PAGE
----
Palmer would never admit it to them, but he’d taken more than a bit of ribbing from his chums at the station for being tasked as ‘The Widow’s Babysitter,’ during the Masked Lady Robberies. His part in Jenny’s rescue from the Black Scorpions had toned things down a bit; that was considered good work all told. Palmer, although never forgetting it himself, had played down Jenny’s bravery in standing up to the Tong; the girl was getting enough of a feisty reputation in the neighbourhood as it was since taking on McPhillips and his son at the Gin Palace. Having them practically surrendered to her instead of directly to the police had only added to that reputation.
Palmer would likely not even have been assigned to the meeting if not for the fact that the note to Headquarters, likely written by Mr Thackeray or his new assistant, had specifically mentioned him as the local constable, and that they expected him to be there.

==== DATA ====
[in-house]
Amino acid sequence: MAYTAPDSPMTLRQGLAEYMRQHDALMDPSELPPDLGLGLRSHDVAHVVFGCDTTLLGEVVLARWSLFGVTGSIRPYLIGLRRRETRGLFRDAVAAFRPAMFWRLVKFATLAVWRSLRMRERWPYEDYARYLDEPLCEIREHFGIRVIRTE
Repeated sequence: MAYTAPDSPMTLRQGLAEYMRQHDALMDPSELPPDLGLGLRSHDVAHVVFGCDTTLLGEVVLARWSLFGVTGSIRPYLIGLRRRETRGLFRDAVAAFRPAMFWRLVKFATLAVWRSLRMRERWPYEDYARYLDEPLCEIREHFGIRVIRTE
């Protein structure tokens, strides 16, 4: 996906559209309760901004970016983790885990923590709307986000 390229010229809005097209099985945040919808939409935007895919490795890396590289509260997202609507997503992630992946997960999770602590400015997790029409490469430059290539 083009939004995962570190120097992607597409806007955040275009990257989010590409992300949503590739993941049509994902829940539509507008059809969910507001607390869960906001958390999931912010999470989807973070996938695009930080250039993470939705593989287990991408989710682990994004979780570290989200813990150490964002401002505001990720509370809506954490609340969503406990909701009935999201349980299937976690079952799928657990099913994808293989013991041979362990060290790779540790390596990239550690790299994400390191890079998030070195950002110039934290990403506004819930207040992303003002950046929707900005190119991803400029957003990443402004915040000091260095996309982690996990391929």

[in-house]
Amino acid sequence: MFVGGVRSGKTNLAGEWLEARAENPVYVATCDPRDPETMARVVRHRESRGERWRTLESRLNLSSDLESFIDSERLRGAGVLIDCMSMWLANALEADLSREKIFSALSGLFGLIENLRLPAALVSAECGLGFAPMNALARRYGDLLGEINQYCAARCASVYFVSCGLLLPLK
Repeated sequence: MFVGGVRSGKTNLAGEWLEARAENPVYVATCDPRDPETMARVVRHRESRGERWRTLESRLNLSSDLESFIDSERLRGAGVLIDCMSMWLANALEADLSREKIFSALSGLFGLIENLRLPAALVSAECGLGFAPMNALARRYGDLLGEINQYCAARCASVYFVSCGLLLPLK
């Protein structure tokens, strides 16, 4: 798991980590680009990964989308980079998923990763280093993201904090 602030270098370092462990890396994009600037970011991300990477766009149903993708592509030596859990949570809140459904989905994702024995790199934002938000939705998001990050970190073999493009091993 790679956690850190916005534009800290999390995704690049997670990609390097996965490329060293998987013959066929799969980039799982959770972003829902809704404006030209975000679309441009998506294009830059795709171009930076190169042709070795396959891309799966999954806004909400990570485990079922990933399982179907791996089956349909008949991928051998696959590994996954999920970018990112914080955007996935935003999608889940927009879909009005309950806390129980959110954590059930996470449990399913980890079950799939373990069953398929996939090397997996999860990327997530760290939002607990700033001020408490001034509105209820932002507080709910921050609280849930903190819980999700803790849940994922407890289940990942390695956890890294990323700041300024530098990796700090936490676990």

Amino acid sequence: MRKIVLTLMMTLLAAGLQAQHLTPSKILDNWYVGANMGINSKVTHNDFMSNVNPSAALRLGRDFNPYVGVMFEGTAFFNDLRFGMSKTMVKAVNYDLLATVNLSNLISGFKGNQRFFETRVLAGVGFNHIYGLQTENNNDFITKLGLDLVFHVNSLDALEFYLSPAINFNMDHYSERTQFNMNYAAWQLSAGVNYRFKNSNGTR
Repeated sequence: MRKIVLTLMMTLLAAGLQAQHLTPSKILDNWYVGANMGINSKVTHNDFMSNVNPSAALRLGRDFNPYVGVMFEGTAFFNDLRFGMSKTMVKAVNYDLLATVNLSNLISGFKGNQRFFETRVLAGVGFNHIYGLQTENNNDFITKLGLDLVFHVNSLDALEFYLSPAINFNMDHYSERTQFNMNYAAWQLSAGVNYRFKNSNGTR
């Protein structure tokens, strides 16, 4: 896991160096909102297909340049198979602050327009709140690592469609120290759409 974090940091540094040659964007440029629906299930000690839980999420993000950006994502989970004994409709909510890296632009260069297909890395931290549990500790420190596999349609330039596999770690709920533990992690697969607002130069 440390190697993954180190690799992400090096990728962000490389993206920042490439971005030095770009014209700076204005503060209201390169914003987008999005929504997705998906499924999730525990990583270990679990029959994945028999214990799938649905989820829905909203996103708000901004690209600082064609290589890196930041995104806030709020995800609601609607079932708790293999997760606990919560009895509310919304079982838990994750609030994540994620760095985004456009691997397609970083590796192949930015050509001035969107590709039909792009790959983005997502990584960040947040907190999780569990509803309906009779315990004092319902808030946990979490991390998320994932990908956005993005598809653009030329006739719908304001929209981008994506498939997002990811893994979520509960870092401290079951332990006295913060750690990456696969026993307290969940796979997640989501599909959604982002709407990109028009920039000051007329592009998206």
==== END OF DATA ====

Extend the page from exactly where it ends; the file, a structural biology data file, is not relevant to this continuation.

In the end it worked in his favour. As the meeting wound up, Mr Dawes spoke with the Superintendent. "While in theory Scotland Yard already has a man on this case, he didn't mention any communication with the City police. Did you hear anything about this before now?
The Superintendent shook his head. "No, and as the Bank is in our jurisdiction, we certainly should have been!"
Dawes frowned, and instructed that the City Police take over the investigation if necessary, starting with speaking with Parker and Madame Vastra.
The Superintendent agreed. “I’ll put my best man on it right away, Director!”
“Excellent!” Dawes looked at Palmer. “The Bank couldn’t be in better hands, Constable. Mr Thackeray will be pleased to be working with you again.” He nodded to the Superintendent, who was trying not to gape like a fish. “Good day to you both.”
And just like that, among the men at Headquarters, Palmer went from being ‘The Babysitter’ to ‘The Old Lady’s Best Man!’
Palmer himself didn't take it too much to heart. Dawes was the sort of man who could break a man with a word, and build him up again just as fast. Palmer had felt both parts of the man's power, although he admitted to himself that he preferred his current situation.